Wednesday, November 09, 2005

Dave Pollar writes: The Atomization of Software

Reader Bill Burcham talks about one Open Source phenomenon that had not occurred to me: Just as business is likely to atomize into a World of Ends--
many small specialized, networked businesses each doing one or two things really well, self-organized collaboratively with their customers to produce integrated, customized, even Peer-Produced goods and services perfectly attuned to each customer's need--

it is very conceivable that software offerings could atomize into a World of 'Microapplication' Ends --

many small networked software developers, each designing small pieces of code that add useful functionality that can be plugged into existing Open Source applications.

There is no reason why these microapplications couldn't also be Peer-Produced -- co-designed by the customers who need them.

So, for example, it would be nice to have a microapplication that would add wiki functionality, or maybe podcasting functionality, to blogs. The wiki 'plug-in' to a blog would produce what is called a bliki. It would allow any reader of the blog to add his two cents to an article right in the body of the post (instead of in the comments thread below it) -- to become in effect a co-author of the article. The miniapplication would have to allow the original author some simple control e.g. the ability to tag readers' additions and changes and 'inline' comments in another colour, or to display them only as pop-ups or scroll-overs, or to remove them if she thinks they detract rather than add to the article.

This opportunity to create atomized software only arises as a result of (a) open access to the code of existing applications so that designers can add in or plug in in a simple, modular way, and (b) emerging standards and protocols like Ajax that make modular design simple, so add-on/plug-in miniapplications need not be tweaked for each similar application they are adapted to. For example, a wiki miniapplication for one blog tool would ideally work for all blog tools without the need for additional coding.

This would require that the basic functionality of core applications (like blogs) evolve quickly to a single, simple set of standards with a stripped-down or modularized set of functionalities. This probably won't appeal to designers who like to design an elegant and complete product, and it will essentially destroy 'brand', but it offers the promise of immensely more value and flexibility to customers.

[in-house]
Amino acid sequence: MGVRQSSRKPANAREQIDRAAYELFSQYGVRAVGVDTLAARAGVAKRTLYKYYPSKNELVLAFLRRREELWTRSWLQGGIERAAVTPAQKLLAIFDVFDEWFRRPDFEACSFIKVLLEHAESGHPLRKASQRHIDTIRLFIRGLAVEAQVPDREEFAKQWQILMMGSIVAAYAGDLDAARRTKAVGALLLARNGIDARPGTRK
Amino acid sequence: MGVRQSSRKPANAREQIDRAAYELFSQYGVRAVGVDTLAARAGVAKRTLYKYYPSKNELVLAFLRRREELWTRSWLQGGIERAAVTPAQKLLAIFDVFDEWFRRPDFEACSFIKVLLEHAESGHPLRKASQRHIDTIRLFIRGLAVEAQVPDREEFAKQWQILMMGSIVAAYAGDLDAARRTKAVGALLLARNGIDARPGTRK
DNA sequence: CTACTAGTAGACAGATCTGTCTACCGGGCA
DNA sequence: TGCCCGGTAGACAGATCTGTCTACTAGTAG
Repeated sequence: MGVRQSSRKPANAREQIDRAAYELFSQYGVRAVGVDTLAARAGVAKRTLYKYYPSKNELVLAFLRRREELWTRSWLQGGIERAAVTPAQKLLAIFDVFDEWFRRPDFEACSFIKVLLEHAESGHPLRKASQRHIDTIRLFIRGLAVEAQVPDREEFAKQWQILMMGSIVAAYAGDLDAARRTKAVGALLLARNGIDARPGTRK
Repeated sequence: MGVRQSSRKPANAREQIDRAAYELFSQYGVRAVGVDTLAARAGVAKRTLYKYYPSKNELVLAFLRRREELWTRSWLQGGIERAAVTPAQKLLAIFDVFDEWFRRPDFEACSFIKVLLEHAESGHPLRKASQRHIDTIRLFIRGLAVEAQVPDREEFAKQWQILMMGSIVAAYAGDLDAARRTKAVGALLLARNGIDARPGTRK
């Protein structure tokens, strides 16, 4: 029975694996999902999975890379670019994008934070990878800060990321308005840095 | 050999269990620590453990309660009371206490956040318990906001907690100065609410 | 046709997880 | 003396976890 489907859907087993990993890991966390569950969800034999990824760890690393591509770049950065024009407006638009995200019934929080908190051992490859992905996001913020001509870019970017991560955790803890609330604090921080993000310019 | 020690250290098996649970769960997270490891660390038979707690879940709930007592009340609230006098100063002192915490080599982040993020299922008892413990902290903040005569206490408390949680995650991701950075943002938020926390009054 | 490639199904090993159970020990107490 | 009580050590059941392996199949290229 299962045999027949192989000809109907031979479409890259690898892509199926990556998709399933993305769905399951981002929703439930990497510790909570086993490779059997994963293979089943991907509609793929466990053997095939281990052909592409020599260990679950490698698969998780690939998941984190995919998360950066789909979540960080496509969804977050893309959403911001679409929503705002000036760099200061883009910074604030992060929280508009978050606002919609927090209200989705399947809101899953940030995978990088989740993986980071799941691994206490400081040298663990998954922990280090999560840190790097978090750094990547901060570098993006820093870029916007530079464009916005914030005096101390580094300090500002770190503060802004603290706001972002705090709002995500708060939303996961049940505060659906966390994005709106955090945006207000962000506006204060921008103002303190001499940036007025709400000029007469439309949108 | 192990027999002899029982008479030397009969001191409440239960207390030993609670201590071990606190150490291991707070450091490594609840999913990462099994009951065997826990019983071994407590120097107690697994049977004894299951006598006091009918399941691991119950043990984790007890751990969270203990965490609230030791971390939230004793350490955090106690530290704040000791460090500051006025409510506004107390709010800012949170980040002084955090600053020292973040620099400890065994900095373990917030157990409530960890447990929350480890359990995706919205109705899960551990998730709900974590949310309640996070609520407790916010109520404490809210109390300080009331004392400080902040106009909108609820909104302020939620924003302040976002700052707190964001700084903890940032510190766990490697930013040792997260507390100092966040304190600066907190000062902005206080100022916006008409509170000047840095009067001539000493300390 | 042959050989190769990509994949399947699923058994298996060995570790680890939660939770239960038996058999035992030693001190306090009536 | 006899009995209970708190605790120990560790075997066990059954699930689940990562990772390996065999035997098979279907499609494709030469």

Rather than imposing such standards using some ISO-type oversight organization, I'd like to believe these standards could evolve naturally using methods to capture the Wisdom of Crowds. Customers would first have to realize they have the power to demand such standards. They, we, need not settle for sloppily designed, bloated, buggy, over-engineered, proprietary, memory- and processor-hogging applications.

If we could achieve such standards, incorporating modularity, flexibility, openness and organic design in the software domain, this might serve as a model for the future design of physical objects, like cars and houses. Instead of cars being designed to discourage 'non-factory' improvements, wouldn't it be great if we could design (intentionally create) our own car, by simply selecting a chassis and engine from a standard set, and then adding whatever additional functionality we need, from a million choices offered by a million lean, adaptable entrepreneurial companies? And then when our needs changed, wouldn't it be great if we could simply 'pop out' and resell the modules we no longer require, and add new ones that meet our new needs?

It's all possible.We just need to flex our ingenuity and our consumer and voter muscle to make it happen. The Internet, a freed market and the imaginative possibility of Open Space Business will look after the rest.


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